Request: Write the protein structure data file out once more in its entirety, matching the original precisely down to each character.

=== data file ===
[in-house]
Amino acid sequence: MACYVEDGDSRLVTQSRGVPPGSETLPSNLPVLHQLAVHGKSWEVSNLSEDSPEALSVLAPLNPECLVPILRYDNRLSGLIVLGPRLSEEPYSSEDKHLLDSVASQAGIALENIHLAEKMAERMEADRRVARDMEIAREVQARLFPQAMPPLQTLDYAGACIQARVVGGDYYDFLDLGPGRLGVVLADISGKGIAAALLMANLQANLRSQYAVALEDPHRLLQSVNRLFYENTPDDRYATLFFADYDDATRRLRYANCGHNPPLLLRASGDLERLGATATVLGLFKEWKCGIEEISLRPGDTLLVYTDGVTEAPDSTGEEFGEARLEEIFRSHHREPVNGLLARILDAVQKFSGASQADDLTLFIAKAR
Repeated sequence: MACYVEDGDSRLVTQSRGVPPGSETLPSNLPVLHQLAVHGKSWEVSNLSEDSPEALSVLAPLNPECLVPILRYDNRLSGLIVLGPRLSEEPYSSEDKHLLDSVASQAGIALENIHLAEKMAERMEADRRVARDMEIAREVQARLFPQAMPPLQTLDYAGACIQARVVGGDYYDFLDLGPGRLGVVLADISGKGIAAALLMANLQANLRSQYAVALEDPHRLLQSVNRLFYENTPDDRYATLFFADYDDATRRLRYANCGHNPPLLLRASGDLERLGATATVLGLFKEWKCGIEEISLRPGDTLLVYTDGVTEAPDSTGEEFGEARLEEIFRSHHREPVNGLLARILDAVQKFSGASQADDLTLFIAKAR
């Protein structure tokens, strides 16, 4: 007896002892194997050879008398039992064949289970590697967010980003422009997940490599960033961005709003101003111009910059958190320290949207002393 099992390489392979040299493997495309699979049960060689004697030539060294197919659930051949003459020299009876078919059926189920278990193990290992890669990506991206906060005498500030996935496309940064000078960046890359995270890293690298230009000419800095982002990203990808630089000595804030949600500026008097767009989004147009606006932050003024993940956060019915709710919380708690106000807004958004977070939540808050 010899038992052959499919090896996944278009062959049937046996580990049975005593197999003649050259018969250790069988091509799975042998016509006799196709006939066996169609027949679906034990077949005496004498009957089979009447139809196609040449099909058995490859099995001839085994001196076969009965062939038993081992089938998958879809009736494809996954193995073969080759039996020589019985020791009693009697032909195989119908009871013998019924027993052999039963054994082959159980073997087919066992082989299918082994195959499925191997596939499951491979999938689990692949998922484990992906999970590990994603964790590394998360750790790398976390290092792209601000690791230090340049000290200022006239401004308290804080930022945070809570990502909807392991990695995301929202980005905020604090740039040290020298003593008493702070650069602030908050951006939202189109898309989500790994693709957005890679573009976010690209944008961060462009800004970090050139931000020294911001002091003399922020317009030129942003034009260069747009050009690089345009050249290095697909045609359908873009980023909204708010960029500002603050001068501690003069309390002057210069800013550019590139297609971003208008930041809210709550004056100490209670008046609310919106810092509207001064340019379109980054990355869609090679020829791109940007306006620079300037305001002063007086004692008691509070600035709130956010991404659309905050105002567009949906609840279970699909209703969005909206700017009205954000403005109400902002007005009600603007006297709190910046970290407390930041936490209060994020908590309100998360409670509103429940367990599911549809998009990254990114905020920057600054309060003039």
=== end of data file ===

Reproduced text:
[in-house]
Amino acid sequence: MACYVEDGDSRLVTQSRGVPPGSETLPSNLPVLHQLAVHGKSWEVSNLSEDSPEALSVLAPLNPECLVPILRYDNRLSGLIVLGPRLSEEPYSSEDKHLLDSVASQAGIALENIHLAEKMAERMEADRRVARDMEIAREVQARLFPQAMPPLQTLDYAGACIQARVVGGDYYDFLDLGPGRLGVVLADISGKGIAAALLMANLQANLRSQYAVALEDPHRLLQSVNRLFYENTPDDRYATLFFADYDDATRRLRYANCGHNPPLLLRASGDLERLGATATVLGLFKEWKCGIEEISLRPGDTLLVYTDGVTEAPDSTGEEFGEARLEEIFRSHHREPVNGLLARILDAVQKFSGASQADDLTLFIAKAR
Repeated sequence: MACYVEDGDSRLVTQSRGVPPGSETLPSNLPVLHQLAVHGKSWEVSNLSEDSPEALSVLAPLNPECLVPILRYDNRLSGLIVLGPRLSEEPYSSEDKHLLDSVASQAGIALENIHLAEKMAERMEADRRVARDMEIAREVQARLFPQAMPPLQTLDYAGACIQARVVGGDYYDFLDLGPGRLGVVLADISGKGIAAALLMANLQANLRSQYAVALEDPHRLLQSVNRLFYENTPDDRYATLFFADYDDATRRLRYANCGHNPPLLLRASGDLERLGATATVLGLFKEWKCGIEEISLRPGDTLLVYTDGVTEAPDSTGEEFGEARLEEIFRSHHREPVNGLLARILDAVQKFSGASQADDLTLFIAKAR
């Protein structure tokens, strides 16, 4: 007896002892194997050879008398039992064949289970590697967010980003422009997940490599960033961005709003101003111009910059958190320290949207002393 099992390489392979040299493997495309699979049960060689004697030539060294197919659930051949003459020299009876078919059926189920278990193990290992890669990506991206906060005498500030996935496309940064000078960046890359995270890293690298230009000419800095982002990203990808630089000595804030949600500026008097767009989004147009606006932050003024993940956060019915709710919380708690106000807004958004977070939540808050 010899038992052959499919090896996944278009062959049937046996580990049975005593197999003649050259018969250790069988091509799975042998016509006799196709006939066996169609027949679906034990077949005496004498009957089979009447139809196609040449099909058995490859099995001839085994001196076969009965062939038993081992089938998958879809009736494809996954193995073969080759039996020589019985020791009693009697032909195989119908009871013998019924027993052999039963054994082959159980073997087919066992082989299918082994195959499925191997596939499951491979999938689990692949998922484990992906999970590990994603964790590394998360750790790398976390290092792209601000690791230090340049000290200022006239401004308290804080930022945070809570990502909807392991990695995301929202980005905020604090740039040290020298003593008493702070650069602030908050951006939202189109898309989500790994693709957005890679573009976010690209944008961060462009800004970090050139931000020294911001002091003399922020317009030129942003034009260069747009050009690089345009050249290095697909045609359908873009980023909204708010960029500002603050001068501690003069309390002057210069800013550019590139297609971003208008930041809210709550004056100490209670008046609310919106810092509207001064340019379109980054990355869609090679020829791109940007306006620079300037305001002063007086004692008691509070600035709130956010991404659309905050105002567009949906609840279970699909209703969005909206700017009205954000403005109400902002007005009600603007006297709190910046970290407390930041936490209060994020908590309100998360409670509103429940367990599911549809998009990254990114905020920057600054309060003039």